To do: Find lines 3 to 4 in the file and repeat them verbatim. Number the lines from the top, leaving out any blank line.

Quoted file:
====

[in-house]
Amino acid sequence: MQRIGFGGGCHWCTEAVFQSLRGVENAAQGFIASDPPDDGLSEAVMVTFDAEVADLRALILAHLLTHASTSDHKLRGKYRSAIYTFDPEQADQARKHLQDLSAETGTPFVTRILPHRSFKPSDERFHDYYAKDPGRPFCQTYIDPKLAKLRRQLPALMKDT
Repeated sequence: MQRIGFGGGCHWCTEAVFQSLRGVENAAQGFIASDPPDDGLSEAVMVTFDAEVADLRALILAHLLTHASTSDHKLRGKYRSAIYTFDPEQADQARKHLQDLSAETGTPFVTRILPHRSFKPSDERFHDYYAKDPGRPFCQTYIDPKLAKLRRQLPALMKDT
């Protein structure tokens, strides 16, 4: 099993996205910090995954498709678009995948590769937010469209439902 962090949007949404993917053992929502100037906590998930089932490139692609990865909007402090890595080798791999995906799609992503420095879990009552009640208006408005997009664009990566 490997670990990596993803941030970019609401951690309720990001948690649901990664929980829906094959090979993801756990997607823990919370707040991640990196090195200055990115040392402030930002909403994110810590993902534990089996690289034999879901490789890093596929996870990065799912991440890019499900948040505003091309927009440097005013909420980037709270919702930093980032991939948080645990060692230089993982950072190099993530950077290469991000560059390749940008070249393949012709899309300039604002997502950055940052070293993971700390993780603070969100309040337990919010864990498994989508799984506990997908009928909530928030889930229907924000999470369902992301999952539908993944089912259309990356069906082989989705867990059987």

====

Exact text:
Repeated sequence: MQRIGFGGGCHWCTEAVFQSLRGVENAAQGFIASDPPDDGLSEAVMVTFDAEVADLRALILAHLLTHASTSDHKLRGKYRSAIYTFDPEQADQARKHLQDLSAETGTPFVTRILPHRSFKPSDERFHDYYAKDPGRPFCQTYIDPKLAKLRRQLPALMKDT
């Protein structure tokens, strides 16, 4: 099993996205910090995954498709678009995948590769937010469209439902 962090949007949404993917053992929502100037906590998930089932490139692609990865909007402090890595080798791999995906799609992503420095879990009552009640208006408005997009664009990566 490997670990990596993803941030970019609401951690309720990001948690649901990664929980829906094959090979993801756990997607823990919370707040991640990196090195200055990115040392402030930002909403994110810590993902534990089996690289034999879901490789890093596929996870990065799912991440890019499900948040505003091309927009440097005013909420980037709270919702930093980032991939948080645990060692230089993982950072190099993530950077290469991000560059390749940008070249393949012709899309300039604002997502950055940052070293993971700390993780603070969100309040337990919010864990498994989508799984506990997908009928909530928030889930229907924000999470369902992301999952539908993944089912259309990356069906082989989705867990059987």